Marijuana gummies and sex in the office are among the highlights of the most recent OIG report to Congress. The Office of Inspector General is required to submit a report on its activities to Congress twice a year. Included in the report is a listing of investigations of USPS PCES Executives. Continue reading
From the USPS Office of Inspector General:
In today’s world of package tracking and interconnectivity, an email from the U.S. Postal Service or even our Inspector General regarding mail delivery might seem legitimate.
That’s what the scammers want you to think. Continue reading
WASHINGTON – The Governors of the U.S. Postal Service today announced the appointment of Tammy L. Whitcomb as the third Inspector General of the U.S. Postal Service. The Office of Inspector General conducts audits and investigations to promote efficiency, and detect and prevent fraud, in Postal Service programs and operations. Continue reading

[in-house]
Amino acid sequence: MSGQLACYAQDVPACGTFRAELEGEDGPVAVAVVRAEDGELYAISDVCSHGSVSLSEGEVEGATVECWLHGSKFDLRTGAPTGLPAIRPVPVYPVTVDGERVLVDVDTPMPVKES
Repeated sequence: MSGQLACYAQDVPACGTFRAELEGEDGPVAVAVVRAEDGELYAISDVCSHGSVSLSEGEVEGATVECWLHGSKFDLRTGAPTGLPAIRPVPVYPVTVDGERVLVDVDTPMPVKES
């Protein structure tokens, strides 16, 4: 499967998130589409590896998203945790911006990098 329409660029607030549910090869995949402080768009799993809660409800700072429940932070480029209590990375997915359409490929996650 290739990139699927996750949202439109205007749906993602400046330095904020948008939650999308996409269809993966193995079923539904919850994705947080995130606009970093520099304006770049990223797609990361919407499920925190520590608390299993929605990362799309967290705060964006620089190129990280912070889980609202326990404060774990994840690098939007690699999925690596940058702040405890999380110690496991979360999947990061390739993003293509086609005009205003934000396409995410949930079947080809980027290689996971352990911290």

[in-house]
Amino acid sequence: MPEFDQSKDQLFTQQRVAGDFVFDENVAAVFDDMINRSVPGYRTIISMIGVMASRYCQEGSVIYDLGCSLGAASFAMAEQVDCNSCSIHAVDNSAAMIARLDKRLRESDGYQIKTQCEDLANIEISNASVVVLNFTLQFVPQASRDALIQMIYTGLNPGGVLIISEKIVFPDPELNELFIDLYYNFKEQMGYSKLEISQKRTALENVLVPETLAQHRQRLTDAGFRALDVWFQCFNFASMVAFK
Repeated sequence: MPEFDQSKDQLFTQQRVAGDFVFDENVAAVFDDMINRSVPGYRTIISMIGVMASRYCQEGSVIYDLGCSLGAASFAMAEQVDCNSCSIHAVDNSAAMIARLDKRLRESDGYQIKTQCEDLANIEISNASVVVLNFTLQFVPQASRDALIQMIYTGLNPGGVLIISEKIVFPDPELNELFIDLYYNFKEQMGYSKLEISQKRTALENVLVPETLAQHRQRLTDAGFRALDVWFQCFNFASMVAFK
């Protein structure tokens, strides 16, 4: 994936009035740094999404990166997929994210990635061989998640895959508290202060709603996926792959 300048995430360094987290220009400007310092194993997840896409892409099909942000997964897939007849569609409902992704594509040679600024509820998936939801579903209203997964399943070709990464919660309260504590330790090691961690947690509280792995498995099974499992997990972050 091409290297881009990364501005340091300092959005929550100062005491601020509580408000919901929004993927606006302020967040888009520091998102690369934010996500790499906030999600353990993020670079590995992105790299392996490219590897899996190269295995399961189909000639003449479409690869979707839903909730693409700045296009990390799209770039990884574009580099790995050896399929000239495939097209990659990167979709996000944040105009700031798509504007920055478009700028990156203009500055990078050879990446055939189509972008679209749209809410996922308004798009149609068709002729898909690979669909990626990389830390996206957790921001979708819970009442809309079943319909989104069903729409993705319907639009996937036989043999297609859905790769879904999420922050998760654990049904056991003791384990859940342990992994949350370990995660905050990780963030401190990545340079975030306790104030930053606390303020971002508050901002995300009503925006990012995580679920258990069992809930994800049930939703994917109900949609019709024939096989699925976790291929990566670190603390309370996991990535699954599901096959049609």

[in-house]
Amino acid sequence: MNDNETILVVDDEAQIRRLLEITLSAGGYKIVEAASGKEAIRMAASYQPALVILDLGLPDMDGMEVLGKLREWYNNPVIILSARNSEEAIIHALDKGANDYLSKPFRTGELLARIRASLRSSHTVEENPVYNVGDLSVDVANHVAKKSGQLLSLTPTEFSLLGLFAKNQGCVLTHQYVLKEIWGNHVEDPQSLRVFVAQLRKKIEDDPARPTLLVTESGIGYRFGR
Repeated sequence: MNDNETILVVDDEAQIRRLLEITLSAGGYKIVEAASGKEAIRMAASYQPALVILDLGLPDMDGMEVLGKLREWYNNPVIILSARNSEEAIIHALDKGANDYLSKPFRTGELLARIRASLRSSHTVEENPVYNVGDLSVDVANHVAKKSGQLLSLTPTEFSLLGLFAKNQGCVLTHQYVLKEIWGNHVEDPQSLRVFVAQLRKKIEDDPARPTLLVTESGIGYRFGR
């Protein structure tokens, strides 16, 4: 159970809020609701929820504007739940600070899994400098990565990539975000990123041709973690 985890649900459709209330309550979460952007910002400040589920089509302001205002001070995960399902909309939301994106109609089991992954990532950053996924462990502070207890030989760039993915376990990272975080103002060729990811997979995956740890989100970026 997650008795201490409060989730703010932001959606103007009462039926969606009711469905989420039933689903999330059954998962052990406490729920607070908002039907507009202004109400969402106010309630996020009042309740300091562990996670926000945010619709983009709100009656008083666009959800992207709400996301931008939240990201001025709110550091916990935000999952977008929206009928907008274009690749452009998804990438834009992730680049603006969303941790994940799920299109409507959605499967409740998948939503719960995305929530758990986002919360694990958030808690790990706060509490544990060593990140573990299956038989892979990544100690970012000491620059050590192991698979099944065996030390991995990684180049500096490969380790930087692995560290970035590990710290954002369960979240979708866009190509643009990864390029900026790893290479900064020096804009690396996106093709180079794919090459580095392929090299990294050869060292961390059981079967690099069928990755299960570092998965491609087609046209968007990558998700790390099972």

The USPS Office of Inspector General has issued a report criticizing the postal service’s use of social media to interact with customers: Continue reading
The U.S. Postal Service provides pension and health insurance benefits to its retirees. Postal Service employees participate in the Civil Service Retirement System (CSRS) or Federal Employees Retirement System (FERS) pension programs. The Office of Personnel Management (OPM) administers these programs, including projecting future CSRS and FERS assets and liabilities for the federal government and Postal Service. Continue reading
From the National Association of Postal Supervisors:
May 18, 2016
The Office of Inspector General will be starting Financial Control audits at all postal facilities. Teams will show up unannounced with the attached letter.
Audits will consist of;
When the OIG performs these audits, it is vital that you have all documentation on hand. It remains imperative that all documentation for the retention period is maintained for record keeping purposes.